FERGUS FALLS, Minn. (Oct. 13, 2018) — In October, the Otter Tail County Commissioners will decide on an ordinance to raise the minimum age to purchase Tobacco products including cigarettes and vaping devices from 18 to 21 years of age.
Jason McCoy MPH, the Tobacco Prevention Coordinator at PartnerSHIP 4 Health advocates for the new program known as T-21.
The arguments for this limitation to buy tobacco products rely not only on the health issues but also on the demographic findings about the special harm of smoking to teenagers and young adults
The impetus for the new tobacco regulations result from current research which exposes threatening information on the scope and consequences of smoking.
For several decades there was a gradual decline in smoking. But, recently the level has risen due to the innovation of vaping and the limited research about the dangers of smoking.
On the global level, the journal Addiction has calculated in 2015 that “alcohol and tobacco use cost the human population more than a quarter of a billion disability-adjusted life years.” The journal surprisingly documented that the “largest health burden from substance abuse was tobacco smoking.” Tobacco came in second and illicit drugs were low in third place. (From this journal, it was obvious that our priority of a war on drugs was misplaced.)
The proposed T-21 ordinance focuses on restricting 17-20-year-old consumers from purchasing tobacco products because studies have shown that 95 percent of addicted adult smokers start before age 21. More locally, 26 percent of Minnesota students use these products.
What are the dangers? It is generally known that cigarettes contribute to the creation of lung cancer and premature death. Not so well recognized are the psychological and biological damages of smoking. Some writers have pointed to the effects of smoking on the rise of aggressive behavior due to the unregulated production of adrenaline in the body. Adrenaline is the substance that provides us with the energy burst to defend ourselves—to give us more strength, more oxygen to feed our muscles and brain, and more strength to fight back. The logic of this observation derives from presumed biological behaviors caused by inhaling smoke. When smoke enters the body of the unborn and new born, the blood vessels contract limiting the blood that carries oxygen to the brain and the body. To combat this effect, the body pumps adrenaline to increase blood flow. Gradually, as the child grows older, the threshold for releasing adrenaline into action falls lower and lower. Minor fears and threats can precipitate unnecessary and anti-social behavior or anger due to the early uncontrolled habit of strengthening defensive behaviors.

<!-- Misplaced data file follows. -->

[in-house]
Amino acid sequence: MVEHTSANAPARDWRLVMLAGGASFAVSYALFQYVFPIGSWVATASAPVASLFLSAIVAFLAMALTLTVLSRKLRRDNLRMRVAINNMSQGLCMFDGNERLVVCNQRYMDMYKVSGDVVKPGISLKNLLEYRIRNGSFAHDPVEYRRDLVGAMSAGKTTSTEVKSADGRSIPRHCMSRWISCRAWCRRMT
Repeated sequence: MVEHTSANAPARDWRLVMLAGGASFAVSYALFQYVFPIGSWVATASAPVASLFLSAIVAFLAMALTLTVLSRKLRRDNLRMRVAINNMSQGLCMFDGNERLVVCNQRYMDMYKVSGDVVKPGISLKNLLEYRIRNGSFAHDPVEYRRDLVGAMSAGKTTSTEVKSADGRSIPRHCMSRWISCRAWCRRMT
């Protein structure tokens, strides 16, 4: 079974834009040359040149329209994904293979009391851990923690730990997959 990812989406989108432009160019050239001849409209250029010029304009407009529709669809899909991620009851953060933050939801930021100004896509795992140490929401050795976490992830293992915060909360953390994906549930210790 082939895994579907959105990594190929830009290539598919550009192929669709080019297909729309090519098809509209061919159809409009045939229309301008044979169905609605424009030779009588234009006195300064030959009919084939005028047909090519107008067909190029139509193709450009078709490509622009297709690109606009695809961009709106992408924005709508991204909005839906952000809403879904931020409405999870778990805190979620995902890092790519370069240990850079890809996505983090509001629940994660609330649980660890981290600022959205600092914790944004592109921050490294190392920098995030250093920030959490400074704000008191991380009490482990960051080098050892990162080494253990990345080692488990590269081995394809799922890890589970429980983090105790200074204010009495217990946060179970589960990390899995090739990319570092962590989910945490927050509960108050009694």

It is due to these serious consequences of smoking, particularly in pregnant teenagers that the legal age of smoking needs to be raised. Many teenagers are baby-sitting their family members or other children. Their smoking habits can harm the little kids they are playing with and watching. The negative results will not be known for years.
Other long-term negative effects include the development of asthma, hearing loss problems, and struggles with long term addiction.